Cardiac Alliance has been featured on ShareAmerica, a platform produced by the US Department of State. Our story has been shared to all the US Embassies worldwide. This particular story can be translated into seven different languages. Read the article on ShareAmerica to learn more about our life-saving work in war-torn areas.
The picture of a child with a healed heart is a simple expression of our purpose, however what is often more difficult to show is the ‘behind the scenes’ work we do that is vital to the success of our programs. At Cardiac Alliance we believe that by educating and collaborating with local healthcare teams, we can help to build sustainable pediatric cardiac care services that are capable of caring for hundreds of children with heart defects every year.
The surgery is fascinating and the children are cute but it is the collaboration with the local staff and the growth we see in their team that we, the Cardiac Alliance staff and volunteers find the most exciting.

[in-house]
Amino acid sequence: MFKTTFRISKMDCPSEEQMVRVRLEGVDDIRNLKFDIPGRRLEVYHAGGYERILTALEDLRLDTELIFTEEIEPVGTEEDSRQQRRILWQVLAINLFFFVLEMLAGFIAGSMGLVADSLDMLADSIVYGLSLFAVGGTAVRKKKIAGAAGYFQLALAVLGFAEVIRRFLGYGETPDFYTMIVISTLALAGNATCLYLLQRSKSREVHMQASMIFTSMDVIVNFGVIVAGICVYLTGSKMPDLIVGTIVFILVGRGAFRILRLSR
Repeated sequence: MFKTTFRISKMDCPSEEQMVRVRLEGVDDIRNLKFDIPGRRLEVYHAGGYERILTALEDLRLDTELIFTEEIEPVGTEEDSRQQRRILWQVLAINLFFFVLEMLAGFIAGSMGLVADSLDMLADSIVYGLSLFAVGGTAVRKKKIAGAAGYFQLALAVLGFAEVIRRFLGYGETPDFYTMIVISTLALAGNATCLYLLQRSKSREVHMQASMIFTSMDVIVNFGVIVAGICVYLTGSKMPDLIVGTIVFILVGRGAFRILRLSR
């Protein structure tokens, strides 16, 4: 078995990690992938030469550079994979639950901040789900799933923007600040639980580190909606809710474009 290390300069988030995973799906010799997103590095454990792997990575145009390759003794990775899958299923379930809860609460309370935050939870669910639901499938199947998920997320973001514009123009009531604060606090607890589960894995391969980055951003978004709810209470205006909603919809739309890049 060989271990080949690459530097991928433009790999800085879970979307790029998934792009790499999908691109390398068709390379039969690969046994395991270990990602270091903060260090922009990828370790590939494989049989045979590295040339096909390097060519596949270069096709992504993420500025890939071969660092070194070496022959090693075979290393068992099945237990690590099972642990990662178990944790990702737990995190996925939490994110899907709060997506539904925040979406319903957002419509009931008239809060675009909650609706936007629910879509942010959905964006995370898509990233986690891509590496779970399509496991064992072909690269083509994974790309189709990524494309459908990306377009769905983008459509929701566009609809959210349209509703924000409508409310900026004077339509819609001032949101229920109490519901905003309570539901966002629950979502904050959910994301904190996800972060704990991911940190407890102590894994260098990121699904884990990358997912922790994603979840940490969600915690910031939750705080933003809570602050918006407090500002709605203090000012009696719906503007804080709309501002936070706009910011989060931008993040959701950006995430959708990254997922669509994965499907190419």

Each trip begins with the arrival of the Cardiac Alliance team. On our recent trip to Macedonia, Frank Molloy our PICU Nurse Practitioner and Educator first walked our volunteer team through the surgical unit in the hospital and shared the local protocols. Frank could see many changes that had occurred in the 2 months since our last visit- better organization of supplies, two new nurses, the newly developed quick guide “cheat sheets” for the team to refer to, even new decorations in the Pediatric ICU!
With each patient, the Cardiac Alliance team makes sure that the local nurses and doctors are thoroughly involved. The local team in each site already has methods that they are used to and comfortable with and our international volunteers will have come with experience and new ideas to share. We believe that by encouraging the local team to walk through the problem and offer solutions themselves with the assistance of our team, we teach more than we could with a list of orders or a checklist.